The publication chose Straubel for his engineering work on the company's all-electric Roadster, citing his leadership of the development of the "groundbreaking car's" battery, motor and digital-control systems.
"People have looked at electric cars for a long time as a way to reduce greenhouse-gas emissions and other toxic emissions from cars, and generally speaking, they just haven't sold well and they have been viewed as underpowered, short-range vehicles," Erika Jonietz, senior editor for the MIT Technology Review, said Monday. "With the engineering JB has led at Tesla, the company has really changed the way people view electric cars."
The company has pioneered systems that use commonly available lithium-ion batteries and found a way to make them safe in a high-risk environment where cars crash and batteries explode, all while delivering higher torque, she said.
"The popularity in the press and initial sales of this incredibly expensive car has pushed a lot of people to reexamine the viability of electric cars, including major automakers," Jonietz said. "We think it has the potential to have a really big impact on transportation and on the environment."
The award is part of the Technology Review's annual TR35 list of 35 "outstanding" innovators under the age of 35, who were picked from a field of more than 300 submissions, according to the announcement.
It's the second year in a row that the publication has picked its top winner from the greentech arena.
Last year's top innovator was David Berry, a principal at venture-capital firm Flagship Ventures, who won for his work developing microbes that make renewable petroleum. His work was the basis for the microbes LS9 is developing (see his TR35 profile here).
Straubel is one of six greentech-related innovators included on the TR35 list this year. The publication also picked six clean-technology innovators last year.
Jonietz said the Technology Review didn't make a particular effort to pick clean-energy winners.
"We set out to pick the young innovators who we think are going to have the greatest impact on the way we live and work in the future," she said. "Increasingly, people who work on these problems are having that sort of impact. It's really just a reflection of our goal with the package."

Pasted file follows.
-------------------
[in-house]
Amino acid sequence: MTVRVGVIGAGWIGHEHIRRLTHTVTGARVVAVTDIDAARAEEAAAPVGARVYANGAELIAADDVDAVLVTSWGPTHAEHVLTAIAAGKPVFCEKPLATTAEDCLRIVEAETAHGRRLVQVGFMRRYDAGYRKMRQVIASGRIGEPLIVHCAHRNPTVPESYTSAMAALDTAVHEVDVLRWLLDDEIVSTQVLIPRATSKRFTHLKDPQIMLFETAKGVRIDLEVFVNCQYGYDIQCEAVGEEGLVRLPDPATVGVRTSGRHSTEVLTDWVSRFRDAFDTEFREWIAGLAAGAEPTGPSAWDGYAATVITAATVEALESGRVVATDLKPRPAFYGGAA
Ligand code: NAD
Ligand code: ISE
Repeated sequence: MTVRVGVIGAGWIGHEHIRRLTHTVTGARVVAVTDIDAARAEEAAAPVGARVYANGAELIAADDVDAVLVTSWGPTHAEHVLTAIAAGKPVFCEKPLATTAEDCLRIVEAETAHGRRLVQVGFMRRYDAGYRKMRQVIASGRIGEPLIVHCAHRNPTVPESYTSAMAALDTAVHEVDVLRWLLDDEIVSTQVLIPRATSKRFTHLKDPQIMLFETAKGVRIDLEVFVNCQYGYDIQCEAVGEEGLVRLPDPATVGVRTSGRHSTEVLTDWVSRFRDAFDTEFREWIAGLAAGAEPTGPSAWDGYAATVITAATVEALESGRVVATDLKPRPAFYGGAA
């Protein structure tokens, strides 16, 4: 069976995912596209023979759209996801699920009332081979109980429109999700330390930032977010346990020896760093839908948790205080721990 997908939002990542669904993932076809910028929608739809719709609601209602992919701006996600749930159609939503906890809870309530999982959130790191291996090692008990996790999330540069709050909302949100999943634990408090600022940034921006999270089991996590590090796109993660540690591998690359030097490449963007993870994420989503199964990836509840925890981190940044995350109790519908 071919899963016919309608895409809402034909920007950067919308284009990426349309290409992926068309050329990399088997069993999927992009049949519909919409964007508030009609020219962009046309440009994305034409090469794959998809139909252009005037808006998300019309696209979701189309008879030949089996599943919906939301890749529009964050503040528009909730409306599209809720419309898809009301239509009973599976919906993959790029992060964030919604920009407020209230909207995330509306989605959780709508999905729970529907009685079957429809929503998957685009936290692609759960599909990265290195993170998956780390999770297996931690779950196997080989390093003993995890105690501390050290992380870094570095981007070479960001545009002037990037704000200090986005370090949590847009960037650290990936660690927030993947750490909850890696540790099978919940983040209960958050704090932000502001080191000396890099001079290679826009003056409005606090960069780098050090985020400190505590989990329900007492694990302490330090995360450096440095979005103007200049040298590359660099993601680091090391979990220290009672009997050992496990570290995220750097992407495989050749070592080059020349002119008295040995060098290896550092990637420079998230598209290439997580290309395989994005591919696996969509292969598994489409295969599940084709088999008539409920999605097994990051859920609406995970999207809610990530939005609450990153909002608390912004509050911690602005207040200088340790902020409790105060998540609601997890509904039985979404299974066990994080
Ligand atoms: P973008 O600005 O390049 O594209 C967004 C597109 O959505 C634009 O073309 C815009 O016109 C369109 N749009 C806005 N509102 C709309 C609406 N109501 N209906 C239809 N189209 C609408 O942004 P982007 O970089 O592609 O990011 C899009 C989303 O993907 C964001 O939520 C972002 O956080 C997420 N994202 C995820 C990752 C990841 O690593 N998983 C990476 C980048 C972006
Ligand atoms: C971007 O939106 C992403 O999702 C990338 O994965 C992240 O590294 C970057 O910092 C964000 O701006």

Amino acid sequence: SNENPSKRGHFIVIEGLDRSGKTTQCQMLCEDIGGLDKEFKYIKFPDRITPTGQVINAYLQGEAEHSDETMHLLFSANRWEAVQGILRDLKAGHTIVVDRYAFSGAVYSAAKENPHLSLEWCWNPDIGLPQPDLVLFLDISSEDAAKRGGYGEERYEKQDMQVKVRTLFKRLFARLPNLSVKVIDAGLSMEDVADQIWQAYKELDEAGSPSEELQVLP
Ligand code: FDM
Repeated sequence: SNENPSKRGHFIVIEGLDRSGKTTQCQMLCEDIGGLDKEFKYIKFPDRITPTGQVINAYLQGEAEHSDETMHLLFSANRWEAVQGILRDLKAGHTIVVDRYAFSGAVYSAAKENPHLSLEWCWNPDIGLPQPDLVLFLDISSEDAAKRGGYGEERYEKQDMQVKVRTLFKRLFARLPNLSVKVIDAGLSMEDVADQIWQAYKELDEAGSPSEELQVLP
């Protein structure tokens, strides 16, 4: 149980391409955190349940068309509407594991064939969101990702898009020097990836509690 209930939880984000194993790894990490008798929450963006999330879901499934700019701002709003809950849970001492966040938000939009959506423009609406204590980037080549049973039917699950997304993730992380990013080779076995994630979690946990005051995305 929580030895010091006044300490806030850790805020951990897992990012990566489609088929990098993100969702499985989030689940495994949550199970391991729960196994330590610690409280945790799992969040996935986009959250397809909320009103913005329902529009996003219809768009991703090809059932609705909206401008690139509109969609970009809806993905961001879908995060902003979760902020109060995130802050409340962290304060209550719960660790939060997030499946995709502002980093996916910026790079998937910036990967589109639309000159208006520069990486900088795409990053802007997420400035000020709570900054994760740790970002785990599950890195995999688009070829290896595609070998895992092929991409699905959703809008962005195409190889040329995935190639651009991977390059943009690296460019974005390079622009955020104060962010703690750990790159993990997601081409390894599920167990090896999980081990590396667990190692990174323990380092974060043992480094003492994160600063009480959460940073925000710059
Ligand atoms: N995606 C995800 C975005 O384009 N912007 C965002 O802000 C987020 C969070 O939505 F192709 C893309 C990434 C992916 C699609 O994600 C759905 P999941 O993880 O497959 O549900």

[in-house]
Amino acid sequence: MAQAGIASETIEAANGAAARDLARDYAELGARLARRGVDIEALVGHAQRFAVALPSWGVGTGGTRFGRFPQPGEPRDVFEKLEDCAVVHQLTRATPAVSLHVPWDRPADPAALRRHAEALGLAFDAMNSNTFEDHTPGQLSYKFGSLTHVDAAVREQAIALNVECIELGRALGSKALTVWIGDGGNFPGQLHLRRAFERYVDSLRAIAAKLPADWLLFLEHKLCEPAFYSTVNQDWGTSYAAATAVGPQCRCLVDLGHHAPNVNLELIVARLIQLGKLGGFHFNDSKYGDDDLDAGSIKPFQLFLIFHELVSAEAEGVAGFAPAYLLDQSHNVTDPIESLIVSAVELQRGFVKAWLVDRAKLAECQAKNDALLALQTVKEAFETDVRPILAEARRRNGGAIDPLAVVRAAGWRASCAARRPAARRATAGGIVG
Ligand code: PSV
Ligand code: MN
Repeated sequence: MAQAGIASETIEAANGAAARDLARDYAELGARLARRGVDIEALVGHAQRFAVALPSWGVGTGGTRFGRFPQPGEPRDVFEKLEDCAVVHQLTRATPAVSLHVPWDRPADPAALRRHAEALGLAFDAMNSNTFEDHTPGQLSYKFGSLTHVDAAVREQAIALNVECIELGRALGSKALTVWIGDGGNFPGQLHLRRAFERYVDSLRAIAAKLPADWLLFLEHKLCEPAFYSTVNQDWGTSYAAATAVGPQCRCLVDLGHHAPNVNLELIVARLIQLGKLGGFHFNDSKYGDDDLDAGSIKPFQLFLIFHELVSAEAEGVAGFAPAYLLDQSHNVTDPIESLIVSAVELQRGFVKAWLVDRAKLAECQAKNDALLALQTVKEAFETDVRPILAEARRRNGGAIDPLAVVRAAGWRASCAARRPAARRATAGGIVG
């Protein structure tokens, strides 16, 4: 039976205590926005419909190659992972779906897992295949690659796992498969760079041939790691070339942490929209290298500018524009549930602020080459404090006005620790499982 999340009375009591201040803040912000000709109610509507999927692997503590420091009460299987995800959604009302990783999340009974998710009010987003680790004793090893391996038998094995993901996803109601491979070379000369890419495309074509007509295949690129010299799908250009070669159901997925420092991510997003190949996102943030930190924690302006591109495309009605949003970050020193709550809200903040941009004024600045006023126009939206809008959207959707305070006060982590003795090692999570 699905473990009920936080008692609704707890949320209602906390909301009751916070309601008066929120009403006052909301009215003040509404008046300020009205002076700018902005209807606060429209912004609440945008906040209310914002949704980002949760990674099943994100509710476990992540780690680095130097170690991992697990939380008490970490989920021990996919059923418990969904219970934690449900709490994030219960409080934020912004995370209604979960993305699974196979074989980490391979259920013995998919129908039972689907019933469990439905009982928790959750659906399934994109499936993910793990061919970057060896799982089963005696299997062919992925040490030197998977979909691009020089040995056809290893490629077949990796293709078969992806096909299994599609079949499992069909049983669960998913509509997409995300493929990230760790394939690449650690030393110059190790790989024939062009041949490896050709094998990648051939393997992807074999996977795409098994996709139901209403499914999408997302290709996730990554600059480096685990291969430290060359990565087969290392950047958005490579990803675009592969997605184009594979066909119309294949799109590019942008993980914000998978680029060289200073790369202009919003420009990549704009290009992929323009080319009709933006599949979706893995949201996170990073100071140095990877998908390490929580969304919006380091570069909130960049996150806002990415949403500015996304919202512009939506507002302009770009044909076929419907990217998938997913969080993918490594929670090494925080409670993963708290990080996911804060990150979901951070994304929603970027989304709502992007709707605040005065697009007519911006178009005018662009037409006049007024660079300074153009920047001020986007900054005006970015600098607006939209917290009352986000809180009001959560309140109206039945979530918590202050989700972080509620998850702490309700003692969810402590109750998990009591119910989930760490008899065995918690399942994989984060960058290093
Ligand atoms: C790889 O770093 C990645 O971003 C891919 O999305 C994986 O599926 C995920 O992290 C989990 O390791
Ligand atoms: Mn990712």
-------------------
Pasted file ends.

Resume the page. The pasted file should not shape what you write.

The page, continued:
Aside from Straubel, this year's greentech winners include:
- Ted Betley, an assistant professor of chemistry and chemical biology at Harvard University, for recreating photosynthesis in an artificial process that could potentially advance hydrogen fuel cells.
- Peter Corsell, CEO of GridPoint, for developing "smart grid" energy-management technologies. GridPoint has developed a platform to give utilities more information about the grid, increasing reliability. It also has products to reduce energy usage in buildings, and to convert renewable energy into usable electricity and automatically sell excess electricity to utilities at opportune times (see GridPoint Raises $32M, With More to Come and Red Herring stories here and here).
- Ric Fulop, co-founder and vice president for business development at A123Systems, for his contributions in developing the lithium-ion battery the company is commercializing. The technology was originally developed at the material sciences and engineering department at Massachusetts Institute of Technology. A123, which sells lithium-ion batteries for power tools, is developing them for hybrid-electric and all-electric vehicles. The company earlier this month filed for an initial public offering (see A123Systems Files for $175M IPO).
- Ronggui Yang, an assistant professor of mechanical engineering at the University of Colorado at Boulder, for developing nanocomposites that can more efficiently generate electricity from heat. These thermoelectric materials could help makesolar-thermal systems more efficient or could end up in cars' exhaust systems, such as on the radiator or exhaust pipe, where they could potentially increase vehicles' fuel efficiency by up to 33 percent, Jonietz said. "The challenge has been in creating thermoelectrics that are efficient enough to be practical and that also are easily manufactured without specialty techniques," she said, adding that these materials fit both criteria.
- Michelle Chang, an assistant professor of chemistry at the University of California at Berkeley, for her research into microbes for use in biofuels and in drugs. Using synthetic biology, she is working to draw enzymes from different environmental organisms and combine them into one to produce fuel from plant biomass.